Floodgates will open if AOC doesn’t win Telstra ‘Go to Rio’ case, warns media lawyer

A senior media lawyer has warned the Australian Olympic Committee (AOC) must win its case against Telstra over its ‘Go to Rio’ Olympic app ad or risk seeing the “floodgates” open to ambush marketers.


Speaking at the Mumbrella Sports Marketing Summit, Stephen von Muenster, principal of media law firm von Muenster solicitors, told the room that the case was a must win for the AOC and that the goal of the AOC was to have a “chilling effect” on those who might seek to use ambush marketing during the upcoming Rio 2016 Olympics.

“The AOC are putting a test case out there, with a big brand who used to be, but is not now a sponsor. If it goes against the AOC it may open the floodgates for ambushers to get out there and be more bold,” said von Muenster.

“However, tomorrow, if it goes the way I think it will go, then it will have a chilling effect.”

The AOC took Telstra to court last week over Telstra’s guerrilla campaign for its Channel Seven Rio Olympic Games app.

Telstra-seven-olympics poolThe ad used music from Peter Allen’s song ‘I Go to Rio’ and described the telco as the “official technology partner of Seven’s Olympic Games coverage” with the Federal Court due to deliver its verdict tomorrow.

“I would say that Telstra have good lawyers and wouldn’t have gone into this lightly,” said von Muenster. “I mean they did modify the image, so maybe they got a bit concerned and, of course, tomorrow the court will tell us who is right or wrong.”

The solicitor noted how marketers need to be aware of both the consumer law and also the Olympic Insignia Protection Act.

“There is the consumer law and and the Olympic Act and they both need to be taken into account together,” said von Muenster.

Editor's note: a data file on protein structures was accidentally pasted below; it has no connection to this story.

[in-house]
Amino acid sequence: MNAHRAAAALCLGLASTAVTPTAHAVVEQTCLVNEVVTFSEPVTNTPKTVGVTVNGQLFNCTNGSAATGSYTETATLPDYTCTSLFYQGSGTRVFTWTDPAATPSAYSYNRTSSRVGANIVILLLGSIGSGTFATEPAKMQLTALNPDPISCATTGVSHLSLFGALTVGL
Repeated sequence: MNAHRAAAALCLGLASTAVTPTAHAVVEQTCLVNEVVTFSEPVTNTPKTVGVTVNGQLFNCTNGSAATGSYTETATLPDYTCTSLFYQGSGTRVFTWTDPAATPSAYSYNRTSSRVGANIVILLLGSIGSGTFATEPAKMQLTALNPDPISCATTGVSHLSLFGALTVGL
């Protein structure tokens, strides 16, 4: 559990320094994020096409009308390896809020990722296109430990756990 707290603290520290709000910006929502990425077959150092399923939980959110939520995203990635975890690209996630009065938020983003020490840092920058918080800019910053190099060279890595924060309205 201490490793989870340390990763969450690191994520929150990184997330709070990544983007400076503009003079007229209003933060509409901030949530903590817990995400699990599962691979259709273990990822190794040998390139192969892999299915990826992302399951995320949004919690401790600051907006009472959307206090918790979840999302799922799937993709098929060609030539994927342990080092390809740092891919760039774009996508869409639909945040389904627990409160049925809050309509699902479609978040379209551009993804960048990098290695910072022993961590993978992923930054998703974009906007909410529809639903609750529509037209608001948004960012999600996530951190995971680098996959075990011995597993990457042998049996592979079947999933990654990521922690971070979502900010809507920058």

“If you would like to leverage the spirit of the Olympic Games and are not an Olympic sponsor then you need to be very careful,” he said noting, the consumer law takes a dim view of ambush marketing tactics, which are potentially misleading and deceptive conduct.

“It is the dominant impression that the consumer will take out from the communications that matters,” he said.

“It doesn’t matter what you think, doesn’t matter what the brand thinks, doesn’t matter what the agency thinks. If the reasonable impression is that (Telstra) is  associated somehow and that there is a connection then you are gone.”

Von Muenster also noted that there were still areas of unchartered waters, such as hashtags – which many brands could easily run afoul of.

“We are going to have hashtags that will use those protected Olympic expressions and Rio have protected other Olympic expressions around Rio 2016,” he said.

“Simply using that in any commercial way that is designed to enhance a commercial image in any way is going to be a breach of the law.

“Brands that use the official hashtags that include those protected words need to beware.”


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